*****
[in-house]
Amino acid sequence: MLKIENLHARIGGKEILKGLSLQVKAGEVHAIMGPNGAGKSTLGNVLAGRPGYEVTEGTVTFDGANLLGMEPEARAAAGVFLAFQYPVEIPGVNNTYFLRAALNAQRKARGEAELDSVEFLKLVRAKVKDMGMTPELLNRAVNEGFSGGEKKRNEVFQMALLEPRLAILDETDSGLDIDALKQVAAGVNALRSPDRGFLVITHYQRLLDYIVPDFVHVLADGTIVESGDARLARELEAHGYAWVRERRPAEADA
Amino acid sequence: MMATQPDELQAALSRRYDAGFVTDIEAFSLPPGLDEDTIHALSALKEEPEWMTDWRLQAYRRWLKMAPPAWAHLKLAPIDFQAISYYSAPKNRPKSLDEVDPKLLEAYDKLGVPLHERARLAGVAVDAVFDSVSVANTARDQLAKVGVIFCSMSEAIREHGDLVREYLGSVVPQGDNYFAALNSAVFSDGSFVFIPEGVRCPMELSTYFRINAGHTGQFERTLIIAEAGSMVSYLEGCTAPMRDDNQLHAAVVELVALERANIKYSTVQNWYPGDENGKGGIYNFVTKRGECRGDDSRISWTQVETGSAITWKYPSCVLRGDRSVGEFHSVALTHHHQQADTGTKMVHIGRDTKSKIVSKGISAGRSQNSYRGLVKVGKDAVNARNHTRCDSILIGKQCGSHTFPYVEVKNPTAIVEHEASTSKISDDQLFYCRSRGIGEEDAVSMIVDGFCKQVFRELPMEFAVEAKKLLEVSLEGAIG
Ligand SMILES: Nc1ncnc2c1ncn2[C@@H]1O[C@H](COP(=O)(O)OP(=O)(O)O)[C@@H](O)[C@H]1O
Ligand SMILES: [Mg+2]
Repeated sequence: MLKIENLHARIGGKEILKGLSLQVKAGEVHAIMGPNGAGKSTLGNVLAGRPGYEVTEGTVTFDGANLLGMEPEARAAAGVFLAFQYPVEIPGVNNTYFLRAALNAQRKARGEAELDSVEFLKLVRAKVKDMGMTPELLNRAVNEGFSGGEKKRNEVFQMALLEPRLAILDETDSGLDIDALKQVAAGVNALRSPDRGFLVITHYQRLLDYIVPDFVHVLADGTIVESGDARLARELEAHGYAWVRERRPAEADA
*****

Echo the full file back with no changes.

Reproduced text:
[in-house]
Amino acid sequence: MLKIENLHARIGGKEILKGLSLQVKAGEVHAIMGPNGAGKSTLGNVLAGRPGYEVTEGTVTFDGANLLGMEPEARAAAGVFLAFQYPVEIPGVNNTYFLRAALNAQRKARGEAELDSVEFLKLVRAKVKDMGMTPELLNRAVNEGFSGGEKKRNEVFQMALLEPRLAILDETDSGLDIDALKQVAAGVNALRSPDRGFLVITHYQRLLDYIVPDFVHVLADGTIVESGDARLARELEAHGYAWVRERRPAEADA
Amino acid sequence: MMATQPDELQAALSRRYDAGFVTDIEAFSLPPGLDEDTIHALSALKEEPEWMTDWRLQAYRRWLKMAPPAWAHLKLAPIDFQAISYYSAPKNRPKSLDEVDPKLLEAYDKLGVPLHERARLAGVAVDAVFDSVSVANTARDQLAKVGVIFCSMSEAIREHGDLVREYLGSVVPQGDNYFAALNSAVFSDGSFVFIPEGVRCPMELSTYFRINAGHTGQFERTLIIAEAGSMVSYLEGCTAPMRDDNQLHAAVVELVALERANIKYSTVQNWYPGDENGKGGIYNFVTKRGECRGDDSRISWTQVETGSAITWKYPSCVLRGDRSVGEFHSVALTHHHQQADTGTKMVHIGRDTKSKIVSKGISAGRSQNSYRGLVKVGKDAVNARNHTRCDSILIGKQCGSHTFPYVEVKNPTAIVEHEASTSKISDDQLFYCRSRGIGEEDAVSMIVDGFCKQVFRELPMEFAVEAKKLLEVSLEGAIG
Ligand SMILES: Nc1ncnc2c1ncn2[C@@H]1O[C@H](COP(=O)(O)OP(=O)(O)O)[C@@H](O)[C@H]1O
Ligand SMILES: [Mg+2]
Repeated sequence: MLKIENLHARIGGKEILKGLSLQVKAGEVHAIMGPNGAGKSTLGNVLAGRPGYEVTEGTVTFDGANLLGMEPEARAAAGVFLAFQYPVEIPGVNNTYFLRAALNAQRKARGEAELDSVEFLKLVRAKVKDMGMTPELLNRAVNEGFSGGEKKRNEVFQMALLEPRLAILDETDSGLDIDALKQVAAGVNALRSPDRGFLVITHYQRLLDYIVPDFVHVLADGTIVESGDARLARELEAHGYAWVRERRPAEADA